Monday, April 13, 2015

[System_Health] 2 dynamic and full parsers for the system_health session

I needed to look at some locking info in the system_health session recently, and realized nobody ever wrote one - all the ones I've seen are explicit calls. 
Everybody does stuff like '/event/data[3]', but there was no comprehensive shredding done.  I decided to fix that.  

While I've written something for SP_SERVER_DIAGNOSTICS a while ago (which will handle 2012+), I needed something specifically for 2008/2008R2, . 
 At it's core is a piece of code I picked up a while ago from stack_overflow and a couple other Xquery posts:

                    A.B.value('@name[1]', 'varchar(128)') AS EventType,
                    A.B.value('./@timestamp[1]', 'datetime') AS UTC_Time,
                    X.N.value('local-name(.)', 'varchar(128)') AS NodeName,
                    X.N.value('../@name[1]', 'varchar(128)') AS ParsedName,
                    X.N.value('./text()[1]', 'varchar(max)') AS NodeValue
             FROM    cte_healthsession
             CROSS APPLY EventXML.nodes('/*') AS A (B)
             CROSS APPLY EventXML.nodes('//*') AS X (N)

All this really does is shred out every node at the various levels, including names and values.  Which for system_health seems to work pretty well (not perfectly; there are some values I need to filter in my pivot)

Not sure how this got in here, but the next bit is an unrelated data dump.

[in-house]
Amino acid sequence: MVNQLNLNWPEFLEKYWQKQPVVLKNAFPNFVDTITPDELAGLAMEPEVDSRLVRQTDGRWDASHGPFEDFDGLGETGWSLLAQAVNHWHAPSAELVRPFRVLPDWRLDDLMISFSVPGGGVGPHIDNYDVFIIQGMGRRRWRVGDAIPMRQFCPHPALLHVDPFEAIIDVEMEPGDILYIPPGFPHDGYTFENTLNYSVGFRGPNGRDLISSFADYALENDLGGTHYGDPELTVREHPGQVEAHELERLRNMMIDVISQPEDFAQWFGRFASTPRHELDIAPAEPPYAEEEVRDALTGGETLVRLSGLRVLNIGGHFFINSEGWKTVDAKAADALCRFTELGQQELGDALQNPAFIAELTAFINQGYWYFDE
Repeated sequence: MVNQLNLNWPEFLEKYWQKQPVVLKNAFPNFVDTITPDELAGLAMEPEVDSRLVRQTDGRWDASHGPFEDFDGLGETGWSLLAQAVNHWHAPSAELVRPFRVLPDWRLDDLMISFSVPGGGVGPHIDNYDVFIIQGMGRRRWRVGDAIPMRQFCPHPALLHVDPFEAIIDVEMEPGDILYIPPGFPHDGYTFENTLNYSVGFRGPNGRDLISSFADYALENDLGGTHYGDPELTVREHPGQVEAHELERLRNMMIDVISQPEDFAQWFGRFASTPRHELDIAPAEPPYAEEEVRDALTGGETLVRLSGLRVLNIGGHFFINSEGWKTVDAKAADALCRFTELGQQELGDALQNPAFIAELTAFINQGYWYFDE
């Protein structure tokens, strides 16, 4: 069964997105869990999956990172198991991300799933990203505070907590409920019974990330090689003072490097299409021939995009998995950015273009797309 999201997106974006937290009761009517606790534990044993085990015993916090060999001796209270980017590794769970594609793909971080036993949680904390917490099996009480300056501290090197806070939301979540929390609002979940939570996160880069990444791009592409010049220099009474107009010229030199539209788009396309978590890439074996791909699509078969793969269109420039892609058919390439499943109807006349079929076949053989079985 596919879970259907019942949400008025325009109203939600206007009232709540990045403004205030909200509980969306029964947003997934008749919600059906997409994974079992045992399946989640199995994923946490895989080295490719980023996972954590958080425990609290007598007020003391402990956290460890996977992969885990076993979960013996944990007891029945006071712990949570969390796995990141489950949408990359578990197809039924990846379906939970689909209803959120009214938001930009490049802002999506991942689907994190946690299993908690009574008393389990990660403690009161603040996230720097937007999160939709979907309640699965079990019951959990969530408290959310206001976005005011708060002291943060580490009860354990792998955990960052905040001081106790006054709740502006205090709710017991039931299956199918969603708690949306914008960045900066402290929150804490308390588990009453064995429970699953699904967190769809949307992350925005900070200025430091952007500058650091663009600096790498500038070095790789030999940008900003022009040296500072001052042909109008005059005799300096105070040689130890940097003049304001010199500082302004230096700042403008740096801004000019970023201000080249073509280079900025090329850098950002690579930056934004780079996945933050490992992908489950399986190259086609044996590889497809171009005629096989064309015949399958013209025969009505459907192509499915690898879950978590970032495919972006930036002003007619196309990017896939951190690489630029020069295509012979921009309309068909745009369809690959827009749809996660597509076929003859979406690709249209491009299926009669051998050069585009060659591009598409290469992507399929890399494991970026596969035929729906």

But once it's gotten all the potential details, the code automatically goes through each group and shreds it.  As a bonus, I realized that by doing it slightly differently, I could return all the details in one table.  The table does have a ton of fields, since many are specific to each type of event - error_reported doesn't have duration or wait_type, for instance, whereas waitinfo doesn't include error or messsage.  However, it means that you can read them in time order quite easily, which makes it easier to correlate issues.

However, I also wound up with a version that returns multiple tables, one for each event type.  (This looks similar to the sp_server_diag parser I wrote)


Now, when you run this (if you're not already doing a ton of stuff with system_health) you may be wondering why you're not seeing anything recent.  There are two potential reasons:

1) events that are too large, most likely deadlocks.  There's no good way around it other than to modify the system_health session to also write to a file (which 2012 does do).  In order to make sure I'm not susceptible to it, I added deadlock monitoring via Event Notifications (add the event DEADLOCK_GRAPH).  I will probably modify the system_health session again and add a file.

2) a really nasty bug in system_health, which Jonathon Kehayias mentioned in . I can easily tell it's happening due to crappy monitoring software - I show a new error message every 5 minutes, although the time is several days ago (and not exactly X days ago, either).  So, I added the system time, as suggested in the post. 
Here's the code, holler if you have any questions!

One table:

Multiple tables:

No comments: